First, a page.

I completely made up this very simple scenerio and this in in no way correct. It's just a very simple comparason to how VERY ELEMENTARY statistics help with our game management...
 
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JB0704

Senior Member
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Ok to address these issues...The state doesn't expect any hunter to do the right thing. They actually know some people WILL do the wrong thing, while others do the right thing, while others do nothing. If they didn't expect people to do wrong the whole plan would fail. Nobody says you don't know what your doing. Your problem is simple like you said. "the guy on the hundred acres next to you killed to dang many deer for the local population to handle" Thats unfortunate for you but has got to happen somewhere.It's all accounted for. I'll show you in a very simple.

i am making up the following numbers for simplicity!

The state of GA has 3,000 acres statewide. of that 900 is developed city property. this leaves 2,100 of suitable forested or agricultural land. based on historical evidence we know that with ga soil type and natural food source deer survive best at roughly 15 head per acre. this gives us a desirable population of 15 * 2,100= 31,500 deer to live in georgia. We also know that deer reproduce at a rate of 3,500 per year so in one year the 31,500 turns into 35,000. well that is a problem cause now they are over populated so here is the solution.

There are 1,000 hunters in georgia and we need them to kill 3,500 deer so thats means each hunter gets to kill 3.5 right?

WRONG! we also know based on past warden tickets and local surveys that 50% (500)of hunters only killed 1 deer per person last year just because they trophy hunted while the other 50% (500) hunters killed six because they have no reguard of the law! oh no!!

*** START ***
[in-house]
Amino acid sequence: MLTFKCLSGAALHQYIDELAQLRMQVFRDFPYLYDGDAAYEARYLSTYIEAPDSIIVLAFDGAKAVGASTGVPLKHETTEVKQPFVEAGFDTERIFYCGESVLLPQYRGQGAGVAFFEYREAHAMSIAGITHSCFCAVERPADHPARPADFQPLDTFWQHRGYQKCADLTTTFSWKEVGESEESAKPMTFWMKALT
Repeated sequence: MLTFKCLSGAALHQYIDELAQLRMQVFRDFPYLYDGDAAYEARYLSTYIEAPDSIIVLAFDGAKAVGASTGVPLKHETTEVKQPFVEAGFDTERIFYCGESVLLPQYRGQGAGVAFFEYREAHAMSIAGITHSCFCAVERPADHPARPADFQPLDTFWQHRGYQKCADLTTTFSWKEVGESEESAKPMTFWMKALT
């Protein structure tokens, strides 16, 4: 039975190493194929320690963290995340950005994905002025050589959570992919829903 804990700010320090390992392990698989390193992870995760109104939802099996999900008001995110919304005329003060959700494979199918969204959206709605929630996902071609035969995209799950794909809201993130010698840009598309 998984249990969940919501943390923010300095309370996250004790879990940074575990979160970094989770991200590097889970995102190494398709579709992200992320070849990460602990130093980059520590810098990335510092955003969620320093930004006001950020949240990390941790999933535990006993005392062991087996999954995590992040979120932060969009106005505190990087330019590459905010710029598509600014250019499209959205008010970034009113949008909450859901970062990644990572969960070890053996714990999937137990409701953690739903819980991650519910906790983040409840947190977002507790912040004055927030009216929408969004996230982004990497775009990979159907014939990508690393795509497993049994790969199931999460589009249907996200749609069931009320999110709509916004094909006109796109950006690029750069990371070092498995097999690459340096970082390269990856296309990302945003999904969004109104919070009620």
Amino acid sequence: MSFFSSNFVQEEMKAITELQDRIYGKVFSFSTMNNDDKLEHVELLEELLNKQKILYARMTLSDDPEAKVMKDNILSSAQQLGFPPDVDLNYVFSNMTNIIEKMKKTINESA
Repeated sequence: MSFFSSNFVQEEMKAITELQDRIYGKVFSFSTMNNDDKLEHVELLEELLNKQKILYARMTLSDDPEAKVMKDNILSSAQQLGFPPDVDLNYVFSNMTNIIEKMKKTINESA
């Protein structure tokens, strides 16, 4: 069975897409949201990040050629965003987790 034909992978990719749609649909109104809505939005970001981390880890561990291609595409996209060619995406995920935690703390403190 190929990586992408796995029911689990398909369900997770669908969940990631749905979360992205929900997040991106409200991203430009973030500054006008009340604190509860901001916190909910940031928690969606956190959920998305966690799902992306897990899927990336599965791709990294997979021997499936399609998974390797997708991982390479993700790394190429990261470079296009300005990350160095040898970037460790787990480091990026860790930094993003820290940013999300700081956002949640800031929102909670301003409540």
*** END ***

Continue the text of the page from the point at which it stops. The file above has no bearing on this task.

So we set the limit at six, because we know 50% will only shoot 1 totaling 500 deer while the other 50% will shoot 6 totaling 3,000. This puts our total kill at 3,500 which was the target number in the first place and gives Georgia a stable deer population again.

Im sorry you live next to the guy that shoots 6 deer ever year but thats how it's gotta be.

I completely made up this very simple scenerio and this in in no way correct. It's just a very simple comparason to how VERY ELEMENTARY statistics help with our game management...or anything else thats needs help for that matter.

So you make the limit
That makes a little more sense. I do remember reading one of the WRD fellas on here saying that the responsibility is in the hunter's hands. Looking at the "big picture" statistically makes it a bit easier to comprehend. Thanks for taking the time to type all that out. I am looking into new leases, and hopefully I will find the "good neighbors," have gotten some pretty good leads recently. I still think the same harvest goals could be accomplished in a more equitable way, but it currently is what it is, and I'm still gonna hunt whether I'm seeing 'em or not. :cheers:
 
:rolleyes:
That makes a little more sense. I do remember reading one of the WRD fellas on here saying that the responsibility is in the hunter's hands. Looking at the "big picture" statistically makes it a bit easier to comprehend. Thanks for taking the time to type all that out. I am looking into new leases, and hopefully I will find the "good neighbors," have gotten some pretty good leads recently. I still think the same harvest goals could be accomplished in a more equitable way, but it currently is what it is, and I'm still gonna hunt whether I'm seeing 'em or not. :cheers:
glad i could help...just don't quote me, im definately no statistician :rofl: